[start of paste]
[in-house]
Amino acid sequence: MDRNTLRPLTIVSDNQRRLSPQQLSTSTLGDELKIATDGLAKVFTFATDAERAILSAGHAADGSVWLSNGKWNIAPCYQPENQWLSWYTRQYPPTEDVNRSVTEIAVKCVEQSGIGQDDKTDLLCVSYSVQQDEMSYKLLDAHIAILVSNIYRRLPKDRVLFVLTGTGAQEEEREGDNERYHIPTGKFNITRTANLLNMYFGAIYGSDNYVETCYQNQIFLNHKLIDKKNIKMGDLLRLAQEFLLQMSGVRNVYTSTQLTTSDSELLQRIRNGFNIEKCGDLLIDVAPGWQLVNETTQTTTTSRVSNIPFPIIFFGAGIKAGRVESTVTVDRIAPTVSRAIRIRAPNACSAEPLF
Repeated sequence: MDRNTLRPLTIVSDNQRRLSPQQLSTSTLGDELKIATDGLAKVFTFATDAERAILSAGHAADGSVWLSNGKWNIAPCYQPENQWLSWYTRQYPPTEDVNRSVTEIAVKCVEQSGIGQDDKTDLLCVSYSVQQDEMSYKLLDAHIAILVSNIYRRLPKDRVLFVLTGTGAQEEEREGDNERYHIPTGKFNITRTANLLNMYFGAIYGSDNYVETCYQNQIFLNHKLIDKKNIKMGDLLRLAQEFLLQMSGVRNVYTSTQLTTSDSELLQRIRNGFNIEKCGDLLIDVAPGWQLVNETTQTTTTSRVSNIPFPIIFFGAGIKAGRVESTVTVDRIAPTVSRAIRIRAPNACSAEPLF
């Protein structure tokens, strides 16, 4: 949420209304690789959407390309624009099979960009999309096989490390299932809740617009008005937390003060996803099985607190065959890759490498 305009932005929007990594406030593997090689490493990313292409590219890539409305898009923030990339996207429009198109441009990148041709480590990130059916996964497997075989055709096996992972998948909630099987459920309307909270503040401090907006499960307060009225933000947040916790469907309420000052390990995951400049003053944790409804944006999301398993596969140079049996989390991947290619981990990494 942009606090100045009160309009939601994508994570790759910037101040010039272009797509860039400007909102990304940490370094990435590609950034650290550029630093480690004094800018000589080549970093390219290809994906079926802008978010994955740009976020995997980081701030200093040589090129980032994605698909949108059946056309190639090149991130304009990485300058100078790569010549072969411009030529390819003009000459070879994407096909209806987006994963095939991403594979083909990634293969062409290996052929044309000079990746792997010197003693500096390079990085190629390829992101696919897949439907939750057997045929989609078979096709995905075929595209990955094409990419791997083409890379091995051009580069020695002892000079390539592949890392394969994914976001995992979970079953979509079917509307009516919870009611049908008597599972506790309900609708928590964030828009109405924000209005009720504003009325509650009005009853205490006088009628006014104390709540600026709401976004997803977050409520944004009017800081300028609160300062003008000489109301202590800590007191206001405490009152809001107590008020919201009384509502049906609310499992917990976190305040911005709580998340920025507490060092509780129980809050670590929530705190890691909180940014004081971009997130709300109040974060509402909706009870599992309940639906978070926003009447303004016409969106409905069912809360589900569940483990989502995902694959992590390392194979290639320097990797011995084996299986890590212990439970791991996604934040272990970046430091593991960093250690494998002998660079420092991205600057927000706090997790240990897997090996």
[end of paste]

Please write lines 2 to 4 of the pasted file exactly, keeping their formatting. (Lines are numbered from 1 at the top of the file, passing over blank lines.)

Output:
Amino acid sequence: MDRNTLRPLTIVSDNQRRLSPQQLSTSTLGDELKIATDGLAKVFTFATDAERAILSAGHAADGSVWLSNGKWNIAPCYQPENQWLSWYTRQYPPTEDVNRSVTEIAVKCVEQSGIGQDDKTDLLCVSYSVQQDEMSYKLLDAHIAILVSNIYRRLPKDRVLFVLTGTGAQEEEREGDNERYHIPTGKFNITRTANLLNMYFGAIYGSDNYVETCYQNQIFLNHKLIDKKNIKMGDLLRLAQEFLLQMSGVRNVYTSTQLTTSDSELLQRIRNGFNIEKCGDLLIDVAPGWQLVNETTQTTTTSRVSNIPFPIIFFGAGIKAGRVESTVTVDRIAPTVSRAIRIRAPNACSAEPLF
Repeated sequence: MDRNTLRPLTIVSDNQRRLSPQQLSTSTLGDELKIATDGLAKVFTFATDAERAILSAGHAADGSVWLSNGKWNIAPCYQPENQWLSWYTRQYPPTEDVNRSVTEIAVKCVEQSGIGQDDKTDLLCVSYSVQQDEMSYKLLDAHIAILVSNIYRRLPKDRVLFVLTGTGAQEEEREGDNERYHIPTGKFNITRTANLLNMYFGAIYGSDNYVETCYQNQIFLNHKLIDKKNIKMGDLLRLAQEFLLQMSGVRNVYTSTQLTTSDSELLQRIRNGFNIEKCGDLLIDVAPGWQLVNETTQTTTTSRVSNIPFPIIFFGAGIKAGRVESTVTVDRIAPTVSRAIRIRAPNACSAEPLF
């Protein structure tokens, strides 16, 4: 949420209304690789959407390309624009099979960009999309096989490390299932809740617009008005937390003060996803099985607190065959890759490498 305009932005929007990594406030593997090689490493990313292409590219890539409305898009923030990339996207429009198109441009990148041709480590990130059916996964497997075989055709096996992972998948909630099987459920309307909270503040401090907006499960307060009225933000947040916790469907309420000052390990995951400049003053944790409804944006999301398993596969140079049996989390991947290619981990990494 942009606090100045009160309009939601994508994570790759910037101040010039272009797509860039400007909102990304940490370094990435590609950034650290550029630093480690004094800018000589080549970093390219290809994906079926802008978010994955740009976020995997980081701030200093040589090129980032994605698909949108059946056309190639090149991130304009990485300058100078790569010549072969411009030529390819003009000459070879994407096909209806987006994963095939991403594979083909990634293969062409290996052929044309000079990746792997010197003693500096390079990085190629390829992101696919897949439907939750057997045929989609078979096709995905075929595209990955094409990419791997083409890379091995051009580069020695002892000079390539592949890392394969994914976001995992979970079953979509079917509307009516919870009611049908008597599972506790309900609708928590964030828009109405924000209005009720504003009325509650009005009853205490006088009628006014104390709540600026709401976004997803977050409520944004009017800081300028609160300062003008000489109301202590800590007191206001405490009152809001107590008020919201009384509502049906609310499992917990976190305040911005709580998340920025507490060092509780129980809050670590929530705190890691909180940014004081971009997130709300109040974060509402909706009870599992309940639906978070926003009447303004016409969106409905069912809360589900569940483990989502995902694959992590390392194979290639320097990797011995084996299986890590212990439970791991996604934040272990970046430091593991960093250690494998002998660079420092991205600057927000706090997790240990897997090996």